5.1.1. In IE III, the noun could be determined in three different ways: with another noun, as in stone wall; with a noun in Genitive, as in the father's house; or with an adjective, as in paternal love. These are all possible in Europaio, but the adjective corresponds to the third way, i.e., to that kind of words, possibly derived from the Genitive, that are declined to make it agree in case, gender and number with the noun they define.
5.1.2. The adjective is from the older stages like a noun, and even today the Europaio-derived languages have the possibility to make an adjective a noun (as English), or a noun an adjective (stone wall). Furthermore, some words are nouns and adjectives as well: wrsen, male, man, can be the subject of a verb (i.e., a noun) and can determine a noun.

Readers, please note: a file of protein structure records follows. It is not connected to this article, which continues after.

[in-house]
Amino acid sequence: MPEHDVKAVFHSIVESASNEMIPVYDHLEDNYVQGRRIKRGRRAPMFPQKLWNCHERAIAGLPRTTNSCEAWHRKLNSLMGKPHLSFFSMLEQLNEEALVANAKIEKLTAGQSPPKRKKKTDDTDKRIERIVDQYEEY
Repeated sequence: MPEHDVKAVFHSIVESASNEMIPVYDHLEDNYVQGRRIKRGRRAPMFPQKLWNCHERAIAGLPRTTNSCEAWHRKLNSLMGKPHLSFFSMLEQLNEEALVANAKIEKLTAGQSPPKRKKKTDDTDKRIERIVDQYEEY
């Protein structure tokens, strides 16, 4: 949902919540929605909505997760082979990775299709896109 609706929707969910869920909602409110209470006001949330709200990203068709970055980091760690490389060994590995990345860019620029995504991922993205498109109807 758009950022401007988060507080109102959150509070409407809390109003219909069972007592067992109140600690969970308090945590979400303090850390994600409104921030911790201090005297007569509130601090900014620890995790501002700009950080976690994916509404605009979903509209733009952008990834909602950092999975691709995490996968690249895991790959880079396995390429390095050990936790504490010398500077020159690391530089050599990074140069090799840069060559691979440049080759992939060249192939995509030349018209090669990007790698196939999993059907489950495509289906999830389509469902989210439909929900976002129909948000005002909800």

Most of the stems are actually indifferent to the opposition noun/adjective, and even most of the suffixes. The inflection is common, too; any difference is normally secondary. This is the reason why we have already studied the adjective declensions; they are the same as the noun's.
5.1.3. However, since the older IE there were nouns different from adjectives, as wlqos, pods,.. and adjectives different from nouns, as rudhros, solwos, etc. Nouns could, in turn, be used as adjectives, and adjectives be nominalized.
NOTE. There were already in IE II times some trends of adjective specialization, with the use of suffixes, vocalism, accent and sometimes inflection which changed a noun to an adjective and vice versa.